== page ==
With the advent of spring I’ve taken to walking both dogs in the early morning hours when the air temp is still a bit below freezing and the ground frozen. This area was once buried under glaciers and as the ice retreated it ground up inestimable rocks leaving behind a fine gray silt often called ‘glacial flour’. This ‘almost dust’ clings to anything wet and the dogs are very skilled at getting their coats damp by breaking ice and wading in puddles. The muddy result is almost impossible to remove with a wet towel; it has to dry and then slowly fall off their coats. When walking them in the afternoon when the ground is soggy they are covered in dirt and I generally force them to spend 90+ minutes in the mud room after we finish. This allows maybe 50% of said mud to fall off but that still leaves more than enough to make my floors ‘crunchy’! Not that I needed the assistance but I can easily locate all of Anana’s favorite sleeping areas just by looking for the layers of gray silt she leaves behind. This is life with two large canine companions in semi-rural south central Alaska. It can be a pain but I wouldn’t do without my two family members just because of a bit of mud!
I’ll leave you with a collage of recent images and a few from previous springs as well; I hope you enjoy the beauty of Alaska’s spring!
The dogs enjoy the beginnings of break up during a walk along East Barge Drive
There’s about three times as much ‘glacial flour’ on the mud room floor as seen in this image
This is why Alaskans are careful about where they park their vehicles during the spring thaw!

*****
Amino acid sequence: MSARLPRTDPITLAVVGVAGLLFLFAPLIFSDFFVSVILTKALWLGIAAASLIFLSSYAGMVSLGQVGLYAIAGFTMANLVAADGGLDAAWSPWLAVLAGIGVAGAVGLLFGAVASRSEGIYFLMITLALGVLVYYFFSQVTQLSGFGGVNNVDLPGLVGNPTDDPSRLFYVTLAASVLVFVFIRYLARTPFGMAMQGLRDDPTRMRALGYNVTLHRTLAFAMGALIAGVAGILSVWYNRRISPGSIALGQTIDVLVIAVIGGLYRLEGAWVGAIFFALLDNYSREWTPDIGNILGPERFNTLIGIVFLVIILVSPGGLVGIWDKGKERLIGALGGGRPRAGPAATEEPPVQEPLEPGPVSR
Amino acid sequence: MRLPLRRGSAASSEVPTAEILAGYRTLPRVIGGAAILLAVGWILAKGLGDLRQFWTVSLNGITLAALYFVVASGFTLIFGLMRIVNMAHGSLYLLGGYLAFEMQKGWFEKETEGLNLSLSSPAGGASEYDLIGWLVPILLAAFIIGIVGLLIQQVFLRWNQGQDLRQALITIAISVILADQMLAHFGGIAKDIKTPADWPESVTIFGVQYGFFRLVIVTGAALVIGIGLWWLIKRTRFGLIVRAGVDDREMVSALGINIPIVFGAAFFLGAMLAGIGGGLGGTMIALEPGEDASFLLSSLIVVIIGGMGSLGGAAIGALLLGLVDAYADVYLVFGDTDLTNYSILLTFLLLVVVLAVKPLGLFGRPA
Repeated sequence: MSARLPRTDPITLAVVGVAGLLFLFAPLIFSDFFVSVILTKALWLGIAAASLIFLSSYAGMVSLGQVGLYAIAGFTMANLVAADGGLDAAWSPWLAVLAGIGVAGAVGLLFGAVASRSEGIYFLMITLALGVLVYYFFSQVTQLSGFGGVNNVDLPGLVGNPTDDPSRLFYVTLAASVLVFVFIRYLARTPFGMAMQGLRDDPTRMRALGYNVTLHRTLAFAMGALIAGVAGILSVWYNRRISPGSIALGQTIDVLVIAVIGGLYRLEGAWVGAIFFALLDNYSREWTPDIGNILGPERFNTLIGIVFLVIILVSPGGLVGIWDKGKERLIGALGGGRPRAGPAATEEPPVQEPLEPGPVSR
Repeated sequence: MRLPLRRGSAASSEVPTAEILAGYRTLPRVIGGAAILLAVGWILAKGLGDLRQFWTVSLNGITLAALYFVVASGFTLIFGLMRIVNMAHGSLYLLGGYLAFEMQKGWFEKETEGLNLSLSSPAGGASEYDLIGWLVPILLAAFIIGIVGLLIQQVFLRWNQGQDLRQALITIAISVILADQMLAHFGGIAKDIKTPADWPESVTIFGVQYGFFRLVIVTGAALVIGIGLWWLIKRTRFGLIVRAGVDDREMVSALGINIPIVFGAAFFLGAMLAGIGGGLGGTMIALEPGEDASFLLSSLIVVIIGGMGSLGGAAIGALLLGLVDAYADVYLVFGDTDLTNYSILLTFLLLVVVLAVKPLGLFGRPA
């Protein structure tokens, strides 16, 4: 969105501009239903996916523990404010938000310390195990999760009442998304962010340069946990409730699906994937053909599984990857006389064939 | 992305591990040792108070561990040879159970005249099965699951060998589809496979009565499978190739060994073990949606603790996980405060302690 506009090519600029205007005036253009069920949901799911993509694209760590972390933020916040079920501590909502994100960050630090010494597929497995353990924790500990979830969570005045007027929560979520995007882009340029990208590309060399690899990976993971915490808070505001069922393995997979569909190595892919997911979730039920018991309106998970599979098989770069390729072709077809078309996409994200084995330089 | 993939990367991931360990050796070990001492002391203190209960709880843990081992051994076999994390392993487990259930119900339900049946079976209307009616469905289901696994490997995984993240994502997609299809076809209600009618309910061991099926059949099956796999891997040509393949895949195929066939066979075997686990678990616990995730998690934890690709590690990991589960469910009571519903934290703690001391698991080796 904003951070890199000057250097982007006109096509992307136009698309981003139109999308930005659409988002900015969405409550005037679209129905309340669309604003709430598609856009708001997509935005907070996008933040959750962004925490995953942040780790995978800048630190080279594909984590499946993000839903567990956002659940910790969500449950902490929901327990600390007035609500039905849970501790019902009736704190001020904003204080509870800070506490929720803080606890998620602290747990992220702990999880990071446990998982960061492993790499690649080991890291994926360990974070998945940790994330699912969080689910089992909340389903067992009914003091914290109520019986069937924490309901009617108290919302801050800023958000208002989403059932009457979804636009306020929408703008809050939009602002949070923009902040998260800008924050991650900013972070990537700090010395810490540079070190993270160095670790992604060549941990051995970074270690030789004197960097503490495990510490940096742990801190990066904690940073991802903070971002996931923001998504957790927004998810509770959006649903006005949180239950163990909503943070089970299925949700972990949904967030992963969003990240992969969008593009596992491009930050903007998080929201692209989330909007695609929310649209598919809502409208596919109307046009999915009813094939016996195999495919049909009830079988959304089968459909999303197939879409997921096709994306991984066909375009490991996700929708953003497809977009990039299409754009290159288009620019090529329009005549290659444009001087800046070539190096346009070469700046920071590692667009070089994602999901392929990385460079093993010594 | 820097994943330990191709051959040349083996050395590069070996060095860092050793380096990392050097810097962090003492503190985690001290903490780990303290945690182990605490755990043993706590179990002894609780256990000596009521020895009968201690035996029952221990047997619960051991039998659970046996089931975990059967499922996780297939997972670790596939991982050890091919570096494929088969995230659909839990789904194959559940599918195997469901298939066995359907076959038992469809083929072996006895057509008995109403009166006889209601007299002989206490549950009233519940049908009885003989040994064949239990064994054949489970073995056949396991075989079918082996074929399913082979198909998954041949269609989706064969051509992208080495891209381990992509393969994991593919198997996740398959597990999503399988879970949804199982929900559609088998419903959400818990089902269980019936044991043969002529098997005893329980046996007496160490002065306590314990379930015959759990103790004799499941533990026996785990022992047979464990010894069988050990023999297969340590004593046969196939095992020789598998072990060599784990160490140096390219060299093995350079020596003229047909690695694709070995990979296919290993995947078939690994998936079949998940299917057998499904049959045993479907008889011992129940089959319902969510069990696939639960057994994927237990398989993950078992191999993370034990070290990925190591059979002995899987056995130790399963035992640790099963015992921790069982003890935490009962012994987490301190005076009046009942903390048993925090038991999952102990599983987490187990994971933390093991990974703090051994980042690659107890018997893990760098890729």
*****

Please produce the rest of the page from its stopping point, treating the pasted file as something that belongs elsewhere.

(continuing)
‘The High One’ – Denali – is capped with clouds and blowing snow as he awaits the crush of climbers due to begin in a few weeks
The toe of the mighty Matanuska Glacier as seen from the Glenn Highway in early April
A beautiful Alaskan sunrise greets the rapidly disappearing snow pack
In conversations with my realtor and good friend Holly she’s often stated that break up is her least favorite time in Alaska; in talking with other Alaskans I’ve heard this same lament. In my ignorance I wrote a while back I couldn’t see how it could be any worse than last September and October when we saw 191% and 292% of normal rainfall for those months. Hah, once again Alaska has shown me I’d best just keep my mouth shut and my eyes and mind open at least for the first few years I’m up here because I’m discovering why break up is not such a great thing to endure. While its great to see the sun climbing higher and higher in the sky and the temps slowly warming as the ice and snow begin to give way they leave behind a real mess as evidenced by this image taken at the intersection of the Spur and East Barge Drive maybe 0.4 miles from my home.
The remaining snow is really more rotting ice than snow and its often very slippery. The ruts in the above image are six to ten inches deep; while my Escape is hardly a true off-road vehicle it does have a relatively high ground clearance and I bottomed out driving through this mess earlier today. The remaining ‘ice pack’ is heavy with water and truly tests the waterproofing of hiking boots. My trusty pair of mid-weight hiking boots went through the winter snows keeping my feet warm and dry but just 30 minutes of slogging through this mush and I could feel the beginnings of water seepage on my socks. I do have a pair of ‘break up boots’ which are really just knee-high rubber wading boots; I can see where these will be coming in very handy across the next few weeks.